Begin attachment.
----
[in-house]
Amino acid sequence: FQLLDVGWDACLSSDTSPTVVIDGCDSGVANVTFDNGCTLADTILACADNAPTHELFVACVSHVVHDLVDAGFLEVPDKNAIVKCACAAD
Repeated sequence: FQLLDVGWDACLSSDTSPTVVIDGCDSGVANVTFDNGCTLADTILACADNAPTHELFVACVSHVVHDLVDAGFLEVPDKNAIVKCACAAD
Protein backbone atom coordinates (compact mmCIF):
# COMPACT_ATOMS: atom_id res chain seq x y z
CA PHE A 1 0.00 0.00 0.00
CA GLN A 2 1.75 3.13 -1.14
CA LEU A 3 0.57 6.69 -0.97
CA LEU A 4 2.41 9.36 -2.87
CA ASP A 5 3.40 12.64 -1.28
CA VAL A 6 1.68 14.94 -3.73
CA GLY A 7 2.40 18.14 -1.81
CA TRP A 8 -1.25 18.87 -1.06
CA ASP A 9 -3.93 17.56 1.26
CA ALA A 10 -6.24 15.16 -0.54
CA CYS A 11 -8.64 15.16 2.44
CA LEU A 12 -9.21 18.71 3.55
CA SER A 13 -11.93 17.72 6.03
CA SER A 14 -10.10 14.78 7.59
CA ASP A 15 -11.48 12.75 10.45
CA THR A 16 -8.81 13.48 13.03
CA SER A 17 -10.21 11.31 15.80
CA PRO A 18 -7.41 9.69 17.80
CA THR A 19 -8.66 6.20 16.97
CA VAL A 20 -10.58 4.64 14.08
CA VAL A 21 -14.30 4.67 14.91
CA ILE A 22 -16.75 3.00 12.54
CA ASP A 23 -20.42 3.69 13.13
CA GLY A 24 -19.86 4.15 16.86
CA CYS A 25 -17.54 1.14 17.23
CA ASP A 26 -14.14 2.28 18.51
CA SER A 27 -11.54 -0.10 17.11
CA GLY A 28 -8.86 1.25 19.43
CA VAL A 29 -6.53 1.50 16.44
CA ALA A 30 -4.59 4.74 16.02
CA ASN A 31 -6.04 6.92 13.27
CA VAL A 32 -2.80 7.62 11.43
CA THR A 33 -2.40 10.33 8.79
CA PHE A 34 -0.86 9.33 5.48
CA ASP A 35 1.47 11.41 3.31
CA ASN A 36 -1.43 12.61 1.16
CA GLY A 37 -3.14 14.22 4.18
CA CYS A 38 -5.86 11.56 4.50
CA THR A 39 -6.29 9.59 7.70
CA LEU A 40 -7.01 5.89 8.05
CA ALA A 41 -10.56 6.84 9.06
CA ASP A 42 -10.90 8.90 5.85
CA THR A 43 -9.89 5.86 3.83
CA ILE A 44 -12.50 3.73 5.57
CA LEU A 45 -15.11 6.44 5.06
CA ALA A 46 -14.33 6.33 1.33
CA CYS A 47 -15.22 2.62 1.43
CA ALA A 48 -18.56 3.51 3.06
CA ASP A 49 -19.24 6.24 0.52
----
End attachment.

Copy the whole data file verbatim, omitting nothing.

[in-house]
Amino acid sequence: FQLLDVGWDACLSSDTSPTVVIDGCDSGVANVTFDNGCTLADTILACADNAPTHELFVACVSHVVHDLVDAGFLEVPDKNAIVKCACAAD
Repeated sequence: FQLLDVGWDACLSSDTSPTVVIDGCDSGVANVTFDNGCTLADTILACADNAPTHELFVACVSHVVHDLVDAGFLEVPDKNAIVKCACAAD
Protein backbone atom coordinates (compact mmCIF):
# COMPACT_ATOMS: atom_id res chain seq x y z
CA PHE A 1 0.00 0.00 0.00
CA GLN A 2 1.75 3.13 -1.14
CA LEU A 3 0.57 6.69 -0.97
CA LEU A 4 2.41 9.36 -2.87
CA ASP A 5 3.40 12.64 -1.28
CA VAL A 6 1.68 14.94 -3.73
CA GLY A 7 2.40 18.14 -1.81
CA TRP A 8 -1.25 18.87 -1.06
CA ASP A 9 -3.93 17.56 1.26
CA ALA A 10 -6.24 15.16 -0.54
CA CYS A 11 -8.64 15.16 2.44
CA LEU A 12 -9.21 18.71 3.55
CA SER A 13 -11.93 17.72 6.03
CA SER A 14 -10.10 14.78 7.59
CA ASP A 15 -11.48 12.75 10.45
CA THR A 16 -8.81 13.48 13.03
CA SER A 17 -10.21 11.31 15.80
CA PRO A 18 -7.41 9.69 17.80
CA THR A 19 -8.66 6.20 16.97
CA VAL A 20 -10.58 4.64 14.08
CA VAL A 21 -14.30 4.67 14.91
CA ILE A 22 -16.75 3.00 12.54
CA ASP A 23 -20.42 3.69 13.13
CA GLY A 24 -19.86 4.15 16.86
CA CYS A 25 -17.54 1.14 17.23
CA ASP A 26 -14.14 2.28 18.51
CA SER A 27 -11.54 -0.10 17.11
CA GLY A 28 -8.86 1.25 19.43
CA VAL A 29 -6.53 1.50 16.44
CA ALA A 30 -4.59 4.74 16.02
CA ASN A 31 -6.04 6.92 13.27
CA VAL A 32 -2.80 7.62 11.43
CA THR A 33 -2.40 10.33 8.79
CA PHE A 34 -0.86 9.33 5.48
CA ASP A 35 1.47 11.41 3.31
CA ASN A 36 -1.43 12.61 1.16
CA GLY A 37 -3.14 14.22 4.18
CA CYS A 38 -5.86 11.56 4.50
CA THR A 39 -6.29 9.59 7.70
CA LEU A 40 -7.01 5.89 8.05
CA ALA A 41 -10.56 6.84 9.06
CA ASP A 42 -10.90 8.90 5.85
CA THR A 43 -9.89 5.86 3.83
CA ILE A 44 -12.50 3.73 5.57
CA LEU A 45 -15.11 6.44 5.06
CA ALA A 46 -14.33 6.33 1.33
CA CYS A 47 -15.22 2.62 1.43
CA ALA A 48 -18.56 3.51 3.06
CA ASP A 49 -19.24 6.24 0.52